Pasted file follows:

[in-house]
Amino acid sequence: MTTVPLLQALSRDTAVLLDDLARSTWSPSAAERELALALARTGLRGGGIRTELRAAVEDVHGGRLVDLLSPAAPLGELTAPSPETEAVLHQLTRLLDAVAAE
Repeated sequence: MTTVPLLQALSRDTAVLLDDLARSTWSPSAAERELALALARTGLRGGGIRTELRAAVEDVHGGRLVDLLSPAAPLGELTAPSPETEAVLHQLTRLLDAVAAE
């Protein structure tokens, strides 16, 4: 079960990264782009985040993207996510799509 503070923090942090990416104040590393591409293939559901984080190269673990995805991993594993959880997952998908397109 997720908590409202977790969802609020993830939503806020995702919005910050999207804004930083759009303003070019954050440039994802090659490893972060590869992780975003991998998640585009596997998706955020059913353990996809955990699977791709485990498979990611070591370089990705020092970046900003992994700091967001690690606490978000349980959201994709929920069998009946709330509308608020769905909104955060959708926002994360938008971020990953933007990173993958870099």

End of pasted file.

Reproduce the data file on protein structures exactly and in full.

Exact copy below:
[in-house]
Amino acid sequence: MTTVPLLQALSRDTAVLLDDLARSTWSPSAAERELALALARTGLRGGGIRTELRAAVEDVHGGRLVDLLSPAAPLGELTAPSPETEAVLHQLTRLLDAVAAE
Repeated sequence: MTTVPLLQALSRDTAVLLDDLARSTWSPSAAERELALALARTGLRGGGIRTELRAAVEDVHGGRLVDLLSPAAPLGELTAPSPETEAVLHQLTRLLDAVAAE
């Protein structure tokens, strides 16, 4: 079960990264782009985040993207996510799509 503070923090942090990416104040590393591409293939559901984080190269673990995805991993594993959880997952998908397109 997720908590409202977790969802609020993830939503806020995702919005910050999207804004930083759009303003070019954050440039994802090659490893972060590869992780975003991998998640585009596997998706955020059913353990996809955990699977791709485990498979990611070591370089990705020092970046900003992994700091967001690690606490978000349980959201994709929920069998009946709330509308608020769905909104955060959708926002994360938008971020990953933007990173993958870099």